- Preamble: Welcome to this blog.
- Setting up infrastructure: Centre for eResearch and home office.
- Setting up websites: Created and migrated websites to global host.
- Setting up a basic UI system: UI System for screens built with UIToolkit.
- Setting up Google Firebase: Backend NoSQL event-driven database.
- Setting up internationalisation: Introducing multilingual capabilities.
Hello there and welcome to this first-ever blog post. In this blog series, I will be reporting on my progress of implementing the location-based game Arcane Shift. You can expect an update every few weeks where I showcase what I have been working on, what has worked out and where I am struggling. I will include a mix of content, from personal accounts to technical descriptions. Basically, this blog is meant to show everyone interested in the game how far along it is, as well as for me to keep a written account of my progress. I will start each blog with a very short tl;dr section summarising the contents for those of you who want a quick breakdown, followed by more detailed sections for those interested.
After moving from Switzerland to New Zealand and finally settling in (finding a flat after a flood, a tropical cyclone and during the first week of a new semester is no easy task), I started setting up my office at the University of Auckland (UoA) and at home.
My Post-Doc Mobility project is in collaboration with the Centre for eResearch (CeR) at the University of Auckland. The CeR specialises in supporting research projects in all things digital, from providing long-term storage, over computational clusters, to visualisations using Unity. This makes the CeR a perfect host for piloting a new approach to data collection using a location-based game. The CeR employs a great team of international people with diverse backgrounds with various overlaps to parts of my project. After a warm welcome and a short introductory presentation, I set up my office (note to self: gloriously mechanical keyboards are not feasible in shared office spaces) and chatted to many interesting people. During my days at home, I also set up my home office with all my favourite gadgets.
After setting up my office both at the UoA and at home, I went on to create and migrate my project and personal websites. If you click around, you will find that I am still building this website, however, the most important things are present. You can read up on what my Post-Doc project is about, you can check what features I am working on and their progress, you can read up on the general idea of the game (which I still have to write up as of publishing this post) and you can read the blog. I have also set up a community forum as well as a mailing list (which you should definitely sign up for on the Arcane Shift main page).
UI feat. Unity UIToolkit
After installing Unity3D (currently: 2022.2.11f) and setting up versioning (previously Plastic SCM), I started working on some basic UI. What I needed at first were:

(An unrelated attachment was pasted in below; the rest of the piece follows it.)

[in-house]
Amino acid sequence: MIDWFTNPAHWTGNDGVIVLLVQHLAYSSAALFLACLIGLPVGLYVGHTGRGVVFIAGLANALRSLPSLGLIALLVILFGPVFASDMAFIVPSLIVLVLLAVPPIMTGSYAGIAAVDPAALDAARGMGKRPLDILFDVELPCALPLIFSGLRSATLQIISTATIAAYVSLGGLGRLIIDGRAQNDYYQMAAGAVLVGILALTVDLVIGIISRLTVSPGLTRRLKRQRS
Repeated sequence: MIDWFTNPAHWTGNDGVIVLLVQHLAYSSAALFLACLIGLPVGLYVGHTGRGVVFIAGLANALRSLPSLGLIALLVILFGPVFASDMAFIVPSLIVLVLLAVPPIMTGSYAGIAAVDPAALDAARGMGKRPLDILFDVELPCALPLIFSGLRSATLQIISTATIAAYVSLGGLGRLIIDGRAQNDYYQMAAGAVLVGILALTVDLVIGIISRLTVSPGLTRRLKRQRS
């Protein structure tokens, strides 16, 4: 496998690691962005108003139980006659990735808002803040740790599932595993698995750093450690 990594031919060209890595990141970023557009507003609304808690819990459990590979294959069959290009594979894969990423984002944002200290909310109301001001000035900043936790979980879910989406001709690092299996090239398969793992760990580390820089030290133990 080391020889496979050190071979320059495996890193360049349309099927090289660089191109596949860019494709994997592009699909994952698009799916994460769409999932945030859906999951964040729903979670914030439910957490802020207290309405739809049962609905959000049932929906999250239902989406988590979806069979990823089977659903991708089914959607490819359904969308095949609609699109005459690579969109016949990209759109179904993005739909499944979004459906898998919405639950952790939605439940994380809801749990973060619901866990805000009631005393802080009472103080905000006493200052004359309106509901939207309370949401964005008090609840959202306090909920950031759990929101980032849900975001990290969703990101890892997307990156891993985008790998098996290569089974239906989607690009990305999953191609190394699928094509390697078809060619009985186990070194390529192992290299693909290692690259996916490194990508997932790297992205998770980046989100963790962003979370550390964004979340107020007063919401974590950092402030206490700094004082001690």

- Full Screens that covered the whole display (e.g. a splash screen or a starting menu)
- Overlay Screens that would appear over the current screen (e.g. a settings screen or a pause screen)
Seeing Unity’s UIToolkit received some major updates, I decided to use this new UI system. In my coding, I borrowed heavily from the UIToolkit example asset (Dragon Crashers) and I learned a lot from the eBook “User interface design and implementation in Unity“.
As you can see, I have a basic working menu. I will be uploading some of the important underlying code in another blog post, so stay tuned.
Backend feat. Google Firebase
Setting out on this game development journey, I was wondering what backend and database I should use. I stumbled across Google’s Firebase and was intrigued by its NoSQL nature and it being event-driven. This means, if a value changes in the DB, all connected clients who are interested will be notified. This seems like a great fit for a location-based game. However, before starting to play around with storing user data or game data, I needed to set up Firebase. Getting inspiration from various sources such as Youtube tutorials, as well as these blog posts here and here, I started working on the Auth system of the game. As you can see below, I have a very basic registration working with confirmation mails and data being stored Firebase. If I find time I will upload the code of my AuthManager.
In addition, I have an error manager that takes care of displaying appropriate error messages depending on the server’s response. The messages are also translated into the respective language as you can see further down.
Multilinguism feat. Unity Internationalisation
Seeing that the location-based game will target people in New Zealand and Switzerland, offering at least some of the game in multiple languages is quite important. I aim to make the game available in English, te reo Māori, German and French, however, this is subject to the available time and effort needed. So, if a multilingual game is important, I have to build translation systems to accommodate multiple languages. Unfortunately, the Unity UIToolkit does not yet support the Unity Internationalisation package. However, there are ways in which we can make this work.
Following this blog post as well as this blog post and tweaking the code as needed, I was able to get the Internationalisation working. I also learned a lot from the Localisation Manual and managed to get multilingual texts in the game as well as translate dynamic error messages from the backend server.